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In the Pusey-Barrett-Rudolph (PBR) paper “The quantum state cannot be interpreted statistically” [arXiv:1111.3328v1, later published as Nat. Phys. 8, 475 (2012)] the following claim is made:

If a full specification of a system’s physical properties (λ) uniquely determines the quantum state (|φ⟩) then the quantum state is NOT ‘statistical’.

I am having trouble understanding why this is true. I am also having trouble understanding the ‘classical analogy’ the paper uses to help explain why this is true. Here is the relevant passage from the first version of the preprint:

If the quantum state is statistical in nature (the second view), then a full specification of λ need not determine the quantum state uniquely. Some values of λ may be compatible with the quantum state being either |φ0⟩ or |φ1⟩. This can be understood via a classical analogy. Suppose there are two different methods of flipping a coin, each of which is biased. Method 1 gives heads with probability p0 > 0 and method 2 with probability 0 < p1 ≠ p0. If the coin is flipped only once, there is no way to determine by observing only the coin which method was used. The outcome heads is compatible with both. The statistical view says something similar about the quantum system after preparation. The preparation method determines either |φ0⟩ or |φ1⟩ just as the flipping method determines probabilities for the coin. But a complete list of physical properties λ is analogous to a list of coin properties, such as position, momentum, etc. Just as “heads up” is compatible with either flipping method, a particular value of λ might be compatible with either preparation method.

In this analogy the probability of coin landing heads (which is taken as a canonical example of something that is ‘statistical’) is analogous with the quantum state. The exact physical properties of the coin (position, momentum, etc) are analogous with exact physical properties (λ) of the quantum state. But don’t the exact physical properties of the coin uniquely determine the probability of it landing heads? To me the original definition of 'statistical' above has the implication going in the wrong direction. If the quantum state (probability of heads) uniquely determines the systems physical properties (coins physical properties) then it should be considered not statistical. Or is landing “heads up” supposed to be identified with λ in this analogy? Shouldn’t landing “heads up” be analogous to the outcome of a specific quantum measurement? What am I missing?

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  • $\begingroup$ @EmilioPisanty that is a good answer but I guess I am mostly still confused about the specific classical analogy. $\endgroup$ Sep 22 '20 at 17:14
  • $\begingroup$ Consider to spell out acronym in title. $\endgroup$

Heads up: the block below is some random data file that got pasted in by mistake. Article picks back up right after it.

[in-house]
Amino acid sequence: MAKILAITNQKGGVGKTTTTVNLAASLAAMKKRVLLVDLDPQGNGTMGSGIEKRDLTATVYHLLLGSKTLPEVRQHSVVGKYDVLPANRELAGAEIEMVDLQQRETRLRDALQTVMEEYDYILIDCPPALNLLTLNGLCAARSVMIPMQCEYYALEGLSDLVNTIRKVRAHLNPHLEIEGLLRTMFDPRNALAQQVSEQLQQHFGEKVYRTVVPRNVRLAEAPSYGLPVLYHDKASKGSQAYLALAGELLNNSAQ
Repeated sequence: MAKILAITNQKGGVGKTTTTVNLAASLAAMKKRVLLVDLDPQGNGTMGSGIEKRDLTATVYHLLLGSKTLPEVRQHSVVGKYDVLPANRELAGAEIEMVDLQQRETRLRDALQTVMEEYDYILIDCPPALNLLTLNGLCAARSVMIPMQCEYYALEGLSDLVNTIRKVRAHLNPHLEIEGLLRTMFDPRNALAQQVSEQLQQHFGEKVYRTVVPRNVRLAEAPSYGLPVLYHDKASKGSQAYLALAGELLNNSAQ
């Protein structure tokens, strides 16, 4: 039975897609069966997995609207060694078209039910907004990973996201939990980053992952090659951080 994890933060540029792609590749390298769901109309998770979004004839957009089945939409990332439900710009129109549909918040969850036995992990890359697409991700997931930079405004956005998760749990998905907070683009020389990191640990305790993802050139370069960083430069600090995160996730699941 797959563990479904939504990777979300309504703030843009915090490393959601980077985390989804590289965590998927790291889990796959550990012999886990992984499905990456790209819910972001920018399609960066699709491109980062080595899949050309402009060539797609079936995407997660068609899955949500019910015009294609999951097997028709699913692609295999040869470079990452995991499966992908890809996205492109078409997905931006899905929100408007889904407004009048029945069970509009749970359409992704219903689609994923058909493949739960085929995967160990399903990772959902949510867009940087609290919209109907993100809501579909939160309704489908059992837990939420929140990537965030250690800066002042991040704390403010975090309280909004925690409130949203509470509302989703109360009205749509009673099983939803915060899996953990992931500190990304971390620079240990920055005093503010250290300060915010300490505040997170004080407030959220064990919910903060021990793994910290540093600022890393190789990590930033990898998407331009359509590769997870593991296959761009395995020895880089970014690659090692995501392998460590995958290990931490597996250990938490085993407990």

– Qmechanic
    Sep 22 '20 at 17:18
  • $\begingroup$ Note that the text you're quoting comes from the original preprint, which was substantially edited for clarity before publication. You should read carefully the final version, as there's a substantial chance that it can resolve your query directly. $\endgroup$ Sep 23 '20 at 9:56
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    $\begingroup$ @Qmechanic "PBR Theorem" is much more recognizable as the name of the theorem than the spelt-out names; it makes little sense to spell it out explicitly in the title here. $\endgroup$ Sep 23 '20 at 9:57
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Your classical analogy is extremely tricky to use in this context (and is likely to fail completely), because classical mechanics is a completely deterministic theory.

To recap from my answer to What are the differences between a $\psi$-epistemic ontological model and a $\psi$-ontic model of quantum mechanics, exactly?, a $\psi$-epistemic model (the correct technical term for what the paper refers to as 'statistical interpretation' in more hand-wavy language) is any ontic model where the ontic state does not determine the quantum state, i.e. where there are multiple quantum states $\psi$ that are compatible with each ontic state $\lambda$:

To have something like that in your classical coin-flipping theory, you would have to have a dynamical state of the coin (position, momentum, angular momentum, orientation) which was compatible with two separate outcomes. This does not happen in classical mechanics, because classical mechanics is different to quantum mechanics.

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  • $\begingroup$ Thanks. The most recent version of the paper is much clearer and throws out the whole 'classical analogy' entirely. $\endgroup$ Sep 23 '20 at 16:51

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